I have a dll file signed with my private key, here is the signature info in Windows Explorer:

Windows signature details on test.dll

Now, using the public key found in the certificate, how can I verify the integrity of the file?

Image of my signing certificate

I am shipping the exe to the client and need the exe to verify its own signature at startup. Which c++ API or Windows default commands can I use to implement this?

  • 2
    This is a very unconventional way to use digital signatures. "Decrypting the signature to get the hash" may work in this case because it's RSA, but it wouldn't work with any other signature algorithm. If you have the file and you're trying to get the hash, why not just hash the file? Basically, can you explain what you're trying to accomplish, because right now this seems like an XY Problem. – Mike Ounsworth Oct 11 '18 at 12:46
  • No i am going to hash the file again and compare it with the hash decrypted from the message digest.This is to make sure that the application is not affected with some malicious payload – Kethiri Sundar Oct 11 '18 at 12:48
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    I see. If you Google for "how to verify an rsa signature" you'll get plenty of articles, most of which are pretty mathy because, well, this is tricky to do properly. Why not use a pre-built RSA_verify() from a library like openssl or libsodium? – Mike Ounsworth Oct 11 '18 at 12:57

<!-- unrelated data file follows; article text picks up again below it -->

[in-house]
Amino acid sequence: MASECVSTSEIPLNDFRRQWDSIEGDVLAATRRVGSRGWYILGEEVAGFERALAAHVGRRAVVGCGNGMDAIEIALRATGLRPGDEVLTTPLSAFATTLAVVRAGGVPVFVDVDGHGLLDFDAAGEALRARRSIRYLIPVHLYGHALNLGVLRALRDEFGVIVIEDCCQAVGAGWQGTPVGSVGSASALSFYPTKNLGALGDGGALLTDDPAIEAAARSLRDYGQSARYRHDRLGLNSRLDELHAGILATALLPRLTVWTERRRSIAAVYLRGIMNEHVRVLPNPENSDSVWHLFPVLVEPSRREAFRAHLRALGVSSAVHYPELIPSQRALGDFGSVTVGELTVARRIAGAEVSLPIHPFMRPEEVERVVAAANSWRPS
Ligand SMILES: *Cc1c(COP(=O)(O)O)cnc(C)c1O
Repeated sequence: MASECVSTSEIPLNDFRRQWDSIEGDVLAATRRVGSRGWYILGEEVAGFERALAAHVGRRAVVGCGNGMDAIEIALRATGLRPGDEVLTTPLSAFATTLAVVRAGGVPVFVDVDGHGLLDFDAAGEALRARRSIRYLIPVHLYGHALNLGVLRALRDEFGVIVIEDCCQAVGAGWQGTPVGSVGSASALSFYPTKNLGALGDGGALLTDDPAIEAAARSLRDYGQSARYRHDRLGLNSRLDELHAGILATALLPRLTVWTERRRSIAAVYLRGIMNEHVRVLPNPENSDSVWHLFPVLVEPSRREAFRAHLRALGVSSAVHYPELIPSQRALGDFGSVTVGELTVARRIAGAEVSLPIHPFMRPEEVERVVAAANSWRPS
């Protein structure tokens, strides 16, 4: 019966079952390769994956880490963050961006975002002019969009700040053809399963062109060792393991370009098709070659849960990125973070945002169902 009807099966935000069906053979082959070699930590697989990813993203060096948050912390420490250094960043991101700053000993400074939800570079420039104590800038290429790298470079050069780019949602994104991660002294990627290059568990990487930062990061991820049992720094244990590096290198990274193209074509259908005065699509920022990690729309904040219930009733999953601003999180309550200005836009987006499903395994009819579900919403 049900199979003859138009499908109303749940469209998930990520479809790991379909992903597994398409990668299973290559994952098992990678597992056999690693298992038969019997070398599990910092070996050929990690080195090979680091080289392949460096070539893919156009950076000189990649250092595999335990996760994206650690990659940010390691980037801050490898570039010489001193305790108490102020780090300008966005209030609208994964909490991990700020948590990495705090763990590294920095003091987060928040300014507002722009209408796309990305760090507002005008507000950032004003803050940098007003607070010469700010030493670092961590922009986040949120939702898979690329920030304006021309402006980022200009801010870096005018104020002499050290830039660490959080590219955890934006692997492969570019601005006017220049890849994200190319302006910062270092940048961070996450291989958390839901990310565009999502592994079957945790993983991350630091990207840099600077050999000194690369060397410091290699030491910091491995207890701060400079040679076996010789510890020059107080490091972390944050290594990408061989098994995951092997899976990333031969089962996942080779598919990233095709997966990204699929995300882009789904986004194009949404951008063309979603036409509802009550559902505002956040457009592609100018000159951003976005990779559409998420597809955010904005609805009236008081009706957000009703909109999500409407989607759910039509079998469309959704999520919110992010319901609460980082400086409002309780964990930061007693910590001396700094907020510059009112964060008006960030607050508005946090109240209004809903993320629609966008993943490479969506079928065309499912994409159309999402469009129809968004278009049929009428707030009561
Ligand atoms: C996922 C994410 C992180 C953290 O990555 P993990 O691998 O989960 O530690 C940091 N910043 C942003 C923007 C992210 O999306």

• I am shipping the exe to the client. I cant expect openssl libsodium libraries in his environment.I need to do it within the application itself.So I need some functions or windows inbuilt tools to achieve this – Kethiri Sundar Oct 11 '18 at 13:06
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    I would caution that "self-verifying EXEs" don't give you as much security as you think; an attacker who is moderately skilled with reverse-engineering can modify your file, re-sign it with their own certificate, and then replace the certificate that's embedded in the exe. The better approach is to get a publicly-trusted code signing certificate from a public CA so that the Windows OS can verify the signature for you. – Mike Ounsworth Oct 11 '18 at 13:20

With all due respect, you are trying to reinvent the wheel for something that you don't understand very well. You are trying to hand-roll your own RSA signature verification code so that your app can verify its own signature at startup.

This is a solved problem through the Windows Code Signing system. What you should do is buy a proper code signing certificate so that Windows automatically verifies the signature on your app every time it is run:

Windows code signing dialog box

Crypto is very tricky and hard to get right, so I highly advise you to use the built-in Windows mechanisms rather than trying to do this from scratch.

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